The 8.0-liter quad-turbo W16 engine of the Bugatti Veyron and Chiron is one of the most over-the-top powertrain’s ever developed but had things gone a little different, it may have never seen the light of day.
In the late 1990s, Bugatti unveiled a trio of concept cars styled by Italdesign in the form of the EB118, EB218, and the Bugatti 18/3 Chiron. While none of these cars made it to the production line, all three featured a bizarre 6.3-liter naturally-aspirated W18 engine that consisted of three banks of six cylinders with a sixty degree offset between each cylinder bank. The Bugatti EB 18.4 that previewed the eventual Veyron featured the same engine.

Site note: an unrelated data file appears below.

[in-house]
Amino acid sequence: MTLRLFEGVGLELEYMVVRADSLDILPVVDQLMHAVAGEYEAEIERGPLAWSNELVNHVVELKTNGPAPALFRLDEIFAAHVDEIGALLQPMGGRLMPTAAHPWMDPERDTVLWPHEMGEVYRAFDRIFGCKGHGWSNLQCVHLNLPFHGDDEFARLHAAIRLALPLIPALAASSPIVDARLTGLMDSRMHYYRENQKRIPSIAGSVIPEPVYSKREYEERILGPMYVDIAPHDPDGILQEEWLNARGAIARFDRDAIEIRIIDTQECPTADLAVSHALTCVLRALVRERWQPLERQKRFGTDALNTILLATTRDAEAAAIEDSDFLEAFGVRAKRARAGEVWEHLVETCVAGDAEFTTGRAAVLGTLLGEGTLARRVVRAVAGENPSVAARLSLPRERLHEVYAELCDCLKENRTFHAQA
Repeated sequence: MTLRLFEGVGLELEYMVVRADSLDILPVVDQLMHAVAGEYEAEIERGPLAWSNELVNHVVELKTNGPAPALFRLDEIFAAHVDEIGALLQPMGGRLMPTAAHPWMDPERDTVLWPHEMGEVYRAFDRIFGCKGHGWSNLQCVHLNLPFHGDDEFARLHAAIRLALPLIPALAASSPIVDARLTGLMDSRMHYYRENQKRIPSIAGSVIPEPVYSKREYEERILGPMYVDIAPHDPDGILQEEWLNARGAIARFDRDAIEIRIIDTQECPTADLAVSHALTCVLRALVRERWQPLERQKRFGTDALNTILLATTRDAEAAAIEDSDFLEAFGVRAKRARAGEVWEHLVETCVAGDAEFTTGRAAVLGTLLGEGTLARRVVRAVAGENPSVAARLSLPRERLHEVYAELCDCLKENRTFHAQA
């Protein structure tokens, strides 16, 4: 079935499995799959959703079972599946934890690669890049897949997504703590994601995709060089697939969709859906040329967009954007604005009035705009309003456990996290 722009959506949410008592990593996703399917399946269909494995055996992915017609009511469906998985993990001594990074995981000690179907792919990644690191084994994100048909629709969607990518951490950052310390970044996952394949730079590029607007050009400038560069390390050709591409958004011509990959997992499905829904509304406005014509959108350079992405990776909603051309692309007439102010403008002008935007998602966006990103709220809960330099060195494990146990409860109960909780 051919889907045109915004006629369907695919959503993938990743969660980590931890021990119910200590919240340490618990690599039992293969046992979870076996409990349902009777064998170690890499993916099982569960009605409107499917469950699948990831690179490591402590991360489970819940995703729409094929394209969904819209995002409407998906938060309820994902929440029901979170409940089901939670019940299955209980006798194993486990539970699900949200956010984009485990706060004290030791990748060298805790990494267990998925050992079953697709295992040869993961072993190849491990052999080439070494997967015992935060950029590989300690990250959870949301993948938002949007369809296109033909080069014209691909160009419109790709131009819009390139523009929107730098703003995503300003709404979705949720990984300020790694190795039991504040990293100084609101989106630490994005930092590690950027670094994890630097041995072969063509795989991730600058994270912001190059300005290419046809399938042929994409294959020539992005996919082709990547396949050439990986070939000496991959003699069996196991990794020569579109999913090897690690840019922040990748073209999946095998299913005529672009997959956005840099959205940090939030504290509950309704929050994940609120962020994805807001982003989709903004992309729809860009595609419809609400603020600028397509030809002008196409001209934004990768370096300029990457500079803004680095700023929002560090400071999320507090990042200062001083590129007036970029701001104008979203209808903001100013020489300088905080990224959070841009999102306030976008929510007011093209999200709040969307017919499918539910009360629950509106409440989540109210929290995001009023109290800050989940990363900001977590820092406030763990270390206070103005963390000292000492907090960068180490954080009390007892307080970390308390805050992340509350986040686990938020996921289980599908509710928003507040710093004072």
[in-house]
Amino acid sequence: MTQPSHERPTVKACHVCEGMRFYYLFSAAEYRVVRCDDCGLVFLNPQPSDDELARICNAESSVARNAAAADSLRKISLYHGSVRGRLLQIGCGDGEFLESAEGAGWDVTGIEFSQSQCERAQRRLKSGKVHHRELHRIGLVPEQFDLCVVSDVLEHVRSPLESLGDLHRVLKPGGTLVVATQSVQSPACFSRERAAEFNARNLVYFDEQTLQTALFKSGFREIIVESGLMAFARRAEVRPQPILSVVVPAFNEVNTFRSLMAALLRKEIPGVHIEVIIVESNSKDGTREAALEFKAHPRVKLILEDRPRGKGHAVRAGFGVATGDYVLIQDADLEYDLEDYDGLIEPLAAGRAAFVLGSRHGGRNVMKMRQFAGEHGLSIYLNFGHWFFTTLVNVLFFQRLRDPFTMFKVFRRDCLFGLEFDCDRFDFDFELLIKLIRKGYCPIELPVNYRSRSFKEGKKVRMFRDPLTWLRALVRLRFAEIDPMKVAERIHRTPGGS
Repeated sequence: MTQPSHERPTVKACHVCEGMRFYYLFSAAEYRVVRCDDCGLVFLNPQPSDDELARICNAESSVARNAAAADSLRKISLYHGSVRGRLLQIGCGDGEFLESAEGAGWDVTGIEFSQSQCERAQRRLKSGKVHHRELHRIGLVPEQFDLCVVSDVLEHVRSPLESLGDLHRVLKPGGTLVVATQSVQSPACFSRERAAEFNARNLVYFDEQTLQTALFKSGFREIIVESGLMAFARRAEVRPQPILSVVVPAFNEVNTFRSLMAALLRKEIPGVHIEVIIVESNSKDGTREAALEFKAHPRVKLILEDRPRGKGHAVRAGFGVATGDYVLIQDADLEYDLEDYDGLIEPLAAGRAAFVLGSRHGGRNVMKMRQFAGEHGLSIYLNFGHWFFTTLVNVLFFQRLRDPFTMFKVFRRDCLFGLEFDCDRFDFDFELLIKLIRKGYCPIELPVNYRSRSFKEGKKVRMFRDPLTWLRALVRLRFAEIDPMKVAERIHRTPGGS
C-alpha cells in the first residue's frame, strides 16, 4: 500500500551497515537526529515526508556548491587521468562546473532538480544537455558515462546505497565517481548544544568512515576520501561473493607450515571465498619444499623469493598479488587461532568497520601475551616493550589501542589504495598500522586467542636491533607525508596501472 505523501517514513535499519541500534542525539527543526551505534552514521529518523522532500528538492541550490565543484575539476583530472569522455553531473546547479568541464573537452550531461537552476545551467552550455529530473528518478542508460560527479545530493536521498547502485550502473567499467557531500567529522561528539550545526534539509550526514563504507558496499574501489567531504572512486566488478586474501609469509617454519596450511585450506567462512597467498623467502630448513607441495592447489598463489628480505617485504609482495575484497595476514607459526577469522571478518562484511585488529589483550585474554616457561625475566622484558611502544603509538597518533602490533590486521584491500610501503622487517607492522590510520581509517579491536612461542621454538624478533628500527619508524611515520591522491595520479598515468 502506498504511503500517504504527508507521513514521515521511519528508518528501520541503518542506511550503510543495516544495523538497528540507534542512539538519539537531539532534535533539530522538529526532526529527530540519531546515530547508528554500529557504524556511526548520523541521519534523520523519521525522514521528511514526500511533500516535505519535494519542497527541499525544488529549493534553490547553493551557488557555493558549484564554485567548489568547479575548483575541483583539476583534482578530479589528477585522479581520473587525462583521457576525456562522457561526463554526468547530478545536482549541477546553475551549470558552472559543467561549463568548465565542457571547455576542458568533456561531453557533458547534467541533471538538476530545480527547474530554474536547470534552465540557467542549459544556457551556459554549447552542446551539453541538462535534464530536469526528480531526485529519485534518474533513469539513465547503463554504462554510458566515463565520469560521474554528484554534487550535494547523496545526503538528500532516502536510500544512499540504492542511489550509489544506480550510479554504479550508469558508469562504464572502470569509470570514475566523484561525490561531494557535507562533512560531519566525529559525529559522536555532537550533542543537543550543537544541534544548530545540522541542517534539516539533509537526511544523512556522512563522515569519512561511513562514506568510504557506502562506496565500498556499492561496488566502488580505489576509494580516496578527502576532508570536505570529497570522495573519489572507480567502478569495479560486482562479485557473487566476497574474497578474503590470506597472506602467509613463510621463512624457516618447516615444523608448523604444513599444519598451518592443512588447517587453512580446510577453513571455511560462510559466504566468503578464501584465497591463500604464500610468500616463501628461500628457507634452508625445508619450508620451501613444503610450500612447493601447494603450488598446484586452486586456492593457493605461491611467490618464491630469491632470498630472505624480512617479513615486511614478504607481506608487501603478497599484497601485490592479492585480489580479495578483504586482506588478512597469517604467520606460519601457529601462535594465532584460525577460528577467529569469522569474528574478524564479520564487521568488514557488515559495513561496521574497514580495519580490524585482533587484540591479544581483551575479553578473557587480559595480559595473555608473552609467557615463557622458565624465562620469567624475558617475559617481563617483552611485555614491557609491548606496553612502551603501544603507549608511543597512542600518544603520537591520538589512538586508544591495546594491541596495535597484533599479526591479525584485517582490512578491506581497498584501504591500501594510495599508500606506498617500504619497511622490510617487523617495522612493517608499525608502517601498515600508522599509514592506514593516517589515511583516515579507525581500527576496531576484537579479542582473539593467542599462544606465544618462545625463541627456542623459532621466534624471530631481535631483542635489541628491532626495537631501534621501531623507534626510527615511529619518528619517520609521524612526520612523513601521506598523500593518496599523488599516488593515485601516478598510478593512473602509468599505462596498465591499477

While this engine had two more cylinders than the eventual powertrain used by the Veyron, it had significantly less power, only churning out 547 hp and 429 lb-ft (649 Nm) of torque.
Drivetribe notes that packaging issues were one of the reasons why the engine wasn’t used. You see, having three banks of cylinders meant that there had to be an intake right next to a red hot exhaust manifold, a setup that’s very poor for combustion and power. While selling a production car with a W18 engine would have been rather amazing, doing so simply didn’t make sense and this engine didn’t have the grunt Bugatti needed to set a new production car top speed record.